Ongoing spousal support is a hot-button and often-litigated issue in many divorces. Changes in case law have made the recipients of permanent spousal support look back nostalgically to the days of long-term support awards with no questions asked, compared to today’s scrutiny and pressure to become self-supporting. The qualifier “permanent” has been a misnomer for some time now. The trend against long-term support continues.
Under Family Code §4336(b), a court cannot terminate jurisdiction over spousal support in a marriage of long duration, which means 10 years or more. In a recent decision by the Sixth District Court of Appeal, the court did just that and may have made another dent in a supported spouse’s expectation for long-term support.
The parties in In re the Marriage of Grimes v. Mou (2020) 45 Cal.App.5th 406 were married for 11 years. Both spouses worked throughout the marriage, with the husband earning significantly more than the wife. Both spouses were in their forties when they separated and held college degrees. Immediately after their separation, the wife ended her work as a treasury analyst contractor. The court ordered her to search for work. Almost three years after separation, the wife agreed to an imputation of income following a vocational evaluation. The court found that the wife had not been “appropriately and fully focused” in her search for employment.
The trial court concluded that the wife was self-supporting but unable to maintain and retire with the upper middle-class standard of living the couple had during their marriage. After analysis of the Family Code §4320 factors, the trial court awarded the wife permanent spousal support of what the wife termed in her appeal a “mere $2,000 per month” for an additional two years. The wife claimed this amount to be “far below her actual needs.”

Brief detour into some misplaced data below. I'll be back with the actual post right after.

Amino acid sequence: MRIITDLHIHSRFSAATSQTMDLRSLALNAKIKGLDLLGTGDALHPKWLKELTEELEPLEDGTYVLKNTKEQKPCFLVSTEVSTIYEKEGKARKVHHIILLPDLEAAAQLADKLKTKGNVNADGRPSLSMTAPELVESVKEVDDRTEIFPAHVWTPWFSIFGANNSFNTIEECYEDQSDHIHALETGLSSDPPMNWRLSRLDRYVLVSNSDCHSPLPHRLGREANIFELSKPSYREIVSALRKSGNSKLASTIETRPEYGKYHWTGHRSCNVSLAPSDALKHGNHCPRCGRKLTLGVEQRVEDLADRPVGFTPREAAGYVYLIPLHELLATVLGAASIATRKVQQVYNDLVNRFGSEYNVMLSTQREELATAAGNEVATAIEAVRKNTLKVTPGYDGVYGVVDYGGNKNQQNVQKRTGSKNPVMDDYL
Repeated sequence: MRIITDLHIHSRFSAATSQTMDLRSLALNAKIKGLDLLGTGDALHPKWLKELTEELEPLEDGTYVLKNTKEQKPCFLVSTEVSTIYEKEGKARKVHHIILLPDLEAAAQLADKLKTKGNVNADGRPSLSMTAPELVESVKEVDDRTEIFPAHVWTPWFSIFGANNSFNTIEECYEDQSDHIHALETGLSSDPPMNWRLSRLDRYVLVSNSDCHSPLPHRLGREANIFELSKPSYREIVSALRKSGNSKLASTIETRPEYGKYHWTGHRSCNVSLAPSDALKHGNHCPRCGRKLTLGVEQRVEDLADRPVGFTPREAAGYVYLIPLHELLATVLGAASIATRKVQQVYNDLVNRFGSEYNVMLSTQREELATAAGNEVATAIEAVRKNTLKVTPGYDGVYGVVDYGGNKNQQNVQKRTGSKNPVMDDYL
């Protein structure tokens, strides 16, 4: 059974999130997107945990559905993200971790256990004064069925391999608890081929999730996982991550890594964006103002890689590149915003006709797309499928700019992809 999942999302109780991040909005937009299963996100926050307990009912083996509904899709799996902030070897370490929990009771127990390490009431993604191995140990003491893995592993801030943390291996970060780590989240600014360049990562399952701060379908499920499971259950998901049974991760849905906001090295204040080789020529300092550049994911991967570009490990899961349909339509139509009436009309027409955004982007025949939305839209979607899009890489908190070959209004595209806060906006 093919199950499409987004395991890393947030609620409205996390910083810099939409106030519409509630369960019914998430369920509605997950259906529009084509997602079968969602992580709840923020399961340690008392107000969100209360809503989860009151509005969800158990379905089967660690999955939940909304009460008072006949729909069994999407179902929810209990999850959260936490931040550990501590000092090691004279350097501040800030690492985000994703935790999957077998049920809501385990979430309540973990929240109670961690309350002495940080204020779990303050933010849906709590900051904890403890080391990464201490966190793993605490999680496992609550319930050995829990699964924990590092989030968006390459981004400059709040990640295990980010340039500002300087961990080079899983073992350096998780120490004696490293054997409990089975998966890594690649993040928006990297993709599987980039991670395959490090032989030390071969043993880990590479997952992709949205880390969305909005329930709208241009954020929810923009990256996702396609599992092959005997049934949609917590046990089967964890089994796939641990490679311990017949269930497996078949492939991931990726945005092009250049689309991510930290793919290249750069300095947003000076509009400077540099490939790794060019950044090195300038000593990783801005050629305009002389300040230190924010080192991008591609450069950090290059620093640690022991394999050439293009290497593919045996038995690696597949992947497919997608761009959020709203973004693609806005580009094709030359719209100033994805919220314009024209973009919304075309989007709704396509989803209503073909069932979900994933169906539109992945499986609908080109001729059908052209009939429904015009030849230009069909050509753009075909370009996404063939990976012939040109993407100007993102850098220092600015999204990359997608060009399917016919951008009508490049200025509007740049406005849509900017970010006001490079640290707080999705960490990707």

The appellate court affirmed the trial court’s order in an opinion written by Justice Allison Danner and cited prior rulings that the era of “lifelong alimony as a condition of the marital contract of support” is over. Permanent spousal support today is used as a tool only until the supported spouse can support himself or herself, even if that level of support does not rise to the marital standard of living.
Thus, even though Family Code §4336(b) distinguishes between marriages of long and short duration, in practice the difference may be fading. The wife in Grimes v. Mou had the education and was of an age that allowed her to re-enter the workforce easily. The trial court seemed to have taken issue with wife’s lack of efforts to secure employment. However, the same may not be true for a spouse who has been out of work for a decade or more or a spouse who may be close to retirement age. As family law practitioners, we should alert our clients early in the case to make every effort to support themselves, however scary and unexpected that prospect may be.
About the Author:
Susanne Stolzenberg is Secretary of the BASF Family Law Section and a solo family law practitioner in San Francisco County. She can be reached at email@example.com.